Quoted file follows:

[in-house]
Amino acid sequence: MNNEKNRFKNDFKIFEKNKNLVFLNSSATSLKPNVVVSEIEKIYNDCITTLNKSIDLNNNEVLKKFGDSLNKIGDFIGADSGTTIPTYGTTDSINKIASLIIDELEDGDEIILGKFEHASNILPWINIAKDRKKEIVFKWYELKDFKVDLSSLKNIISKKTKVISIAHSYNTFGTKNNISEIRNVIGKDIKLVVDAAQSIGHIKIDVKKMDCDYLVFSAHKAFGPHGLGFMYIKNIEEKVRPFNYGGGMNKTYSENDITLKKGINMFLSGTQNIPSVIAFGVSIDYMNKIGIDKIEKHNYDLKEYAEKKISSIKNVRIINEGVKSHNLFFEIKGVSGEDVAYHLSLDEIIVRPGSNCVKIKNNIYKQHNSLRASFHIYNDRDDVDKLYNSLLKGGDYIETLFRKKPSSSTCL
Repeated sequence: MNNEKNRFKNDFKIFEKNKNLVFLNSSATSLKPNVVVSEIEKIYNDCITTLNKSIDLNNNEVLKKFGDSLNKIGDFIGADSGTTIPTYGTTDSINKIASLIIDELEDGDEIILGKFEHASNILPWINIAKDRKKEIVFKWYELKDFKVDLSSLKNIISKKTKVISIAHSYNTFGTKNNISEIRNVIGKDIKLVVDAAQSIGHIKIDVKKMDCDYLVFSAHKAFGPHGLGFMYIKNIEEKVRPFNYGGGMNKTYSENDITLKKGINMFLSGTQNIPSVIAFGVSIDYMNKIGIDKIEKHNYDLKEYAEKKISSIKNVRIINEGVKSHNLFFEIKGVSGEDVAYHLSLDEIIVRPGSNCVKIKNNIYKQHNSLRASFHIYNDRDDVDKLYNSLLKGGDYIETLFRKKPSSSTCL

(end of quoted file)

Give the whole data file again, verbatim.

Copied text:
[in-house]
Amino acid sequence: MNNEKNRFKNDFKIFEKNKNLVFLNSSATSLKPNVVVSEIEKIYNDCITTLNKSIDLNNNEVLKKFGDSLNKIGDFIGADSGTTIPTYGTTDSINKIASLIIDELEDGDEIILGKFEHASNILPWINIAKDRKKEIVFKWYELKDFKVDLSSLKNIISKKTKVISIAHSYNTFGTKNNISEIRNVIGKDIKLVVDAAQSIGHIKIDVKKMDCDYLVFSAHKAFGPHGLGFMYIKNIEEKVRPFNYGGGMNKTYSENDITLKKGINMFLSGTQNIPSVIAFGVSIDYMNKIGIDKIEKHNYDLKEYAEKKISSIKNVRIINEGVKSHNLFFEIKGVSGEDVAYHLSLDEIIVRPGSNCVKIKNNIYKQHNSLRASFHIYNDRDDVDKLYNSLLKGGDYIETLFRKKPSSSTCL
Repeated sequence: MNNEKNRFKNDFKIFEKNKNLVFLNSSATSLKPNVVVSEIEKIYNDCITTLNKSIDLNNNEVLKKFGDSLNKIGDFIGADSGTTIPTYGTTDSINKIASLIIDELEDGDEIILGKFEHASNILPWINIAKDRKKEIVFKWYELKDFKVDLSSLKNIISKKTKVISIAHSYNTFGTKNNISEIRNVIGKDIKLVVDAAQSIGHIKIDVKKMDCDYLVFSAHKAFGPHGLGFMYIKNIEEKVRPFNYGGGMNKTYSENDITLKKGINMFLSGTQNIPSVIAFGVSIDYMNKIGIDKIEKHNYDLKEYAEKKISSIKNVRIINEGVKSHNLFFEIKGVSGEDVAYHLSLDEIIVRPGSNCVKIKNNIYKQHNSLRASFHIYNDRDDVDKLYNSLLKGGDYIETLFRKKPSSSTCL